Researchers from the University Medical Centre of Groningen in the Netherlands have found that decreased gut microbial diversity is strongly associated with three risk factors for metabolic syndromen, and therefore diabetes.
These risk factors are high body mass index (BMI) and triglyceride levels, as well as a low level of high-density lipoproteins (HDL).
The study, published in the online journal Circulation Research, is the first large human population research to shed light on how the gut microbiome relates to body weight and blood lipids.
The findings link 34 intestinal bacteria with BMI and lipids, and the composition of gut microbiota was found to explain up to six per cent of the variation in lipid levels, independently of age, gender and genetics.
The lead investigator of the study, Jingyuan Fu, and her colleagues knew from previous research that the bacterial community in our gut is associated with an individual’s susceptibility to many diseases, including cardiovascular diseases and, other studies have suggested, obesity.
But very little was known until now about the extent to which the gut microbiome contributes to the risk associated with blood lipids or BMI, and which bacteria are involved.
This lack of data stems from the fact that less than 30% of bacteria in the human gut can be cultured. It has only recently been made possible to use sequencing technology to identify the bacteria and determine their effects on markers like blood lipid levels.
In this study, researchers examined the gut microbiomen, BMI, and blood lipids in 893 human subjects from the project Dutch LifeLines-DEEP, which aims to investigate universal risk factors contributing to chronic diseases.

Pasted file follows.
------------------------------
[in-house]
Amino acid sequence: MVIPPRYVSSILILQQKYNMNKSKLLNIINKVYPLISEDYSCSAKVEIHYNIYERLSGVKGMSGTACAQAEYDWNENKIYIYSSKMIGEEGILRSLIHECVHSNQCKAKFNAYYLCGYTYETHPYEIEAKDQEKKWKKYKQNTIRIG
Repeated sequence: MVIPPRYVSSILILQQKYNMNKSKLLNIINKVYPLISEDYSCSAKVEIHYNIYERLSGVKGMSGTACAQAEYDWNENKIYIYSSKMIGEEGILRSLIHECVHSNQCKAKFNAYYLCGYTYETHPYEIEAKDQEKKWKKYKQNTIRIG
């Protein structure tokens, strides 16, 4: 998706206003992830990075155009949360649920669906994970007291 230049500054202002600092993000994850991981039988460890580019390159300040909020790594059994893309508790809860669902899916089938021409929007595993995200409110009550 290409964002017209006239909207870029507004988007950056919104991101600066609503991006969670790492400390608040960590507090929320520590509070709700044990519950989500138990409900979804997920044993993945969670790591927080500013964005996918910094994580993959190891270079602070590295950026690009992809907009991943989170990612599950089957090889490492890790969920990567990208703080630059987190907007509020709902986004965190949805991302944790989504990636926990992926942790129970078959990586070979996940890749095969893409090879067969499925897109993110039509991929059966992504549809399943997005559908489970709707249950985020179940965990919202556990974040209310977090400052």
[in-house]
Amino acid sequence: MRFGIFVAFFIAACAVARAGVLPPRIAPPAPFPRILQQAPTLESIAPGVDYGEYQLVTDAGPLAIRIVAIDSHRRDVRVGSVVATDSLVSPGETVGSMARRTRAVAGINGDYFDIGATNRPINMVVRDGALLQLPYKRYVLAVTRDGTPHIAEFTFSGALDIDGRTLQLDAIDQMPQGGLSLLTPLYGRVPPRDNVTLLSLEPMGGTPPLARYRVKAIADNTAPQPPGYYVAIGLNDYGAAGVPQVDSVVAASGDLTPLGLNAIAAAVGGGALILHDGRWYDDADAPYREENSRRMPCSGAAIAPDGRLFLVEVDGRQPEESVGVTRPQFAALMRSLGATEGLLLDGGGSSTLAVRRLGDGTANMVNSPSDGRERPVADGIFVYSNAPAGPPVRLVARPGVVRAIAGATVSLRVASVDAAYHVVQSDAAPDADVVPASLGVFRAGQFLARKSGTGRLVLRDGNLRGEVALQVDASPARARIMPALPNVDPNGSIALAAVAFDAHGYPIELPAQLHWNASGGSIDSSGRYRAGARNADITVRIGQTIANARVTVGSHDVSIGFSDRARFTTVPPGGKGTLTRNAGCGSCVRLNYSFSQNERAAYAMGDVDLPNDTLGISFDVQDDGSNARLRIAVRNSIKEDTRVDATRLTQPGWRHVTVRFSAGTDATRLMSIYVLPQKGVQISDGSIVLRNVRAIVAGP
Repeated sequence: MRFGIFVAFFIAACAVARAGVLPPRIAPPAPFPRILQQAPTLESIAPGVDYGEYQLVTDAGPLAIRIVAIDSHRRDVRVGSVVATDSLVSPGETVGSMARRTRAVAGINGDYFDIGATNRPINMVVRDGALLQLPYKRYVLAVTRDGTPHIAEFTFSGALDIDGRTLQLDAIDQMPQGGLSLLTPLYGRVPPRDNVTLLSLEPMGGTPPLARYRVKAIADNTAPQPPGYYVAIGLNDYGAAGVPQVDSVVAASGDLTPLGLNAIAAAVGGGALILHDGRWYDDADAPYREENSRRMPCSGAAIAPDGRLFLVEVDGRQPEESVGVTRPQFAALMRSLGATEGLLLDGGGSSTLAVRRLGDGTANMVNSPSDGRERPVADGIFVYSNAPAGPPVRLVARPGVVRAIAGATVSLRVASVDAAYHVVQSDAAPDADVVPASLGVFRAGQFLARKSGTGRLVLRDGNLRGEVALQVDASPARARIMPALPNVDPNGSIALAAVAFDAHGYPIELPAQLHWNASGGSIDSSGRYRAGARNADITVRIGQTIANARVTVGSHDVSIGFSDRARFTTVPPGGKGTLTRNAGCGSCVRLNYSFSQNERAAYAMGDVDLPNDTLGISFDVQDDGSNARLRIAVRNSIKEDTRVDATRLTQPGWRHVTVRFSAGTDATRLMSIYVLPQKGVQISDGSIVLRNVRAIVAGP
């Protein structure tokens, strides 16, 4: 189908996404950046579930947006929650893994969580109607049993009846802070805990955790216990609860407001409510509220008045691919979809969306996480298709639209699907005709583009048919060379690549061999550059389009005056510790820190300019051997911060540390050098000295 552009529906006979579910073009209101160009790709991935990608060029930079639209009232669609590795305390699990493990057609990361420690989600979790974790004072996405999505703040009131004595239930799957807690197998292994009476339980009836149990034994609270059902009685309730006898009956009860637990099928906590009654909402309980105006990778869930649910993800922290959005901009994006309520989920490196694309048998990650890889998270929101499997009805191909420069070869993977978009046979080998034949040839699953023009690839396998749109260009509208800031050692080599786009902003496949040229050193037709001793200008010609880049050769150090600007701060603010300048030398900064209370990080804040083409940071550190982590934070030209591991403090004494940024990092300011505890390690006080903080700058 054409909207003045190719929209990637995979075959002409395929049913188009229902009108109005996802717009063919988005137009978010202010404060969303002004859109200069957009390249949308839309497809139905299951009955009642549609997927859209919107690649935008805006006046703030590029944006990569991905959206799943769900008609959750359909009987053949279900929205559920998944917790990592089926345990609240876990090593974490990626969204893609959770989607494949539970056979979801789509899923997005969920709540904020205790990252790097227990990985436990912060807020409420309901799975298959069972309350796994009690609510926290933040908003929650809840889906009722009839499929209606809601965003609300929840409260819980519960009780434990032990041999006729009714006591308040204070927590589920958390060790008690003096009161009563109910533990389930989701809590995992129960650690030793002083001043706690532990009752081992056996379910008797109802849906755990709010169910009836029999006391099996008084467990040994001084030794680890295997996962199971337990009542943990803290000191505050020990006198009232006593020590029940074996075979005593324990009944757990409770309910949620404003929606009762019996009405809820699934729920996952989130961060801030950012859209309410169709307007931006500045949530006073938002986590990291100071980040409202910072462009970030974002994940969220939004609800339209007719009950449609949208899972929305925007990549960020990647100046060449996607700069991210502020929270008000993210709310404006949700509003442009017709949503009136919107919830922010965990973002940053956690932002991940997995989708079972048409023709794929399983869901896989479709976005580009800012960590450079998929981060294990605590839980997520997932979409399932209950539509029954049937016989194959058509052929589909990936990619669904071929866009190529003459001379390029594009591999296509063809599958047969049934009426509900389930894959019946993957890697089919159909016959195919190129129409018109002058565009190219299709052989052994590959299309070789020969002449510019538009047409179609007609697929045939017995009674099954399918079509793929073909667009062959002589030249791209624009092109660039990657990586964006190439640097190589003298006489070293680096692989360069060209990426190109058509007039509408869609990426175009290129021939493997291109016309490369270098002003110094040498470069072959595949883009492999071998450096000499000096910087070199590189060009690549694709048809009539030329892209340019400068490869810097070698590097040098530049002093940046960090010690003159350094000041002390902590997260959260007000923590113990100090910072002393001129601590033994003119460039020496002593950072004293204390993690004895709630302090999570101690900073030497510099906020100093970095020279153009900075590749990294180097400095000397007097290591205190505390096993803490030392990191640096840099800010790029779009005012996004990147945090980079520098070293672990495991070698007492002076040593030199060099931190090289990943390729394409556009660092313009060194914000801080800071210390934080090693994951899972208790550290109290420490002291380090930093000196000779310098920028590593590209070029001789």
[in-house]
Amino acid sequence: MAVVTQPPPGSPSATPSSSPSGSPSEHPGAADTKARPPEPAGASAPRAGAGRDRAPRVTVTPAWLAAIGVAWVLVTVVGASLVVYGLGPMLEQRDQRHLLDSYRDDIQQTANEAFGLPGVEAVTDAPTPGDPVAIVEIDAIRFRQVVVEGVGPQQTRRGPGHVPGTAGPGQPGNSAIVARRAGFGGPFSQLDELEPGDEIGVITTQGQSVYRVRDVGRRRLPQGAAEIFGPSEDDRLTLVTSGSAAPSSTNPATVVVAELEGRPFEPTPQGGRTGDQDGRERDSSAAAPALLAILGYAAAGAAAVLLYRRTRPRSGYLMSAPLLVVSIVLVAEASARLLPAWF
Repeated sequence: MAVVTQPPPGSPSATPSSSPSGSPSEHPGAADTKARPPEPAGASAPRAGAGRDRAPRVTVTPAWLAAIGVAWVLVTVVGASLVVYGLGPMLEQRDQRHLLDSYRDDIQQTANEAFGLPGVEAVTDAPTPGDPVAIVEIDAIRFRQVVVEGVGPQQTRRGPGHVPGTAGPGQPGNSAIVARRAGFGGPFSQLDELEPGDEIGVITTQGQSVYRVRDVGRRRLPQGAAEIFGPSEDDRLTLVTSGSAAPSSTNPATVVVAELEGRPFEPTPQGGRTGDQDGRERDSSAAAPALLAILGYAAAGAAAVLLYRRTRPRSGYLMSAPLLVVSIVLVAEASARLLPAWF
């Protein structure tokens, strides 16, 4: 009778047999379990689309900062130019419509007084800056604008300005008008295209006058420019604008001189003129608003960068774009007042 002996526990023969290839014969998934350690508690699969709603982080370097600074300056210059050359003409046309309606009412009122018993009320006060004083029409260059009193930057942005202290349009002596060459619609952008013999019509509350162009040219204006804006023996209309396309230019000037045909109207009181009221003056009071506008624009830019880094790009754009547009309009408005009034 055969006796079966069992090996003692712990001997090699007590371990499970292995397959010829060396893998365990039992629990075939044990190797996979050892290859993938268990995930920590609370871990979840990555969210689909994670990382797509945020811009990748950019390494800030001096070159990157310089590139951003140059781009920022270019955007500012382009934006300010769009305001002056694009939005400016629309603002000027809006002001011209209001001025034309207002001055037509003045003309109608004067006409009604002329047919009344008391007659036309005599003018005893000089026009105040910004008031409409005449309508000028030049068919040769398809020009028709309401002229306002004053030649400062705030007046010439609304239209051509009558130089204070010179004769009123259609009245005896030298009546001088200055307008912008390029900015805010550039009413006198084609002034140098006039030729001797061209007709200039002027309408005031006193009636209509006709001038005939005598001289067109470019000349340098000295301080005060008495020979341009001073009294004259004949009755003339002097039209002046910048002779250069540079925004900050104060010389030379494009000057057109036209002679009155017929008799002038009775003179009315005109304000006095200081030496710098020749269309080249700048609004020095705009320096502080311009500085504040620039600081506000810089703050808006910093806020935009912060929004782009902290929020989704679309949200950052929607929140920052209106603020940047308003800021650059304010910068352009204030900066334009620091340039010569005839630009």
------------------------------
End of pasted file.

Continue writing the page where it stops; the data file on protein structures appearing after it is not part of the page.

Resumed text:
The participants had a wide range of BMIs (between 16.9 and 44.9) and lipid levels. Patients on lipid-lowering or antibiotic medication were excluded from the experiment to prevent bias.
The results revealed that healthy lipid levels tend to be associated with increased microbial diversity with 34 novel microbial species especially associated with BMI and blood lipids.
The researchers also investigated how much of the variation in blood lipids or BMI could be explained by the gut microbiome. They found that up to 25.9 per cent of HDL variance was due to differences in gut microbiome.
In addition to that, 4.5 per cent of the variance in BMI as well as 6 per cent of the variation in triglycerides levels were explained by the microbiota.
In terms of the bacteria identified within the microbiomen, at least three low-BMI-associated bacteria are also associated with lower levels of triglycerides and higher levels of protective HDL, which tend to suggest that certain gut bacteria play an important role in human metabolism.

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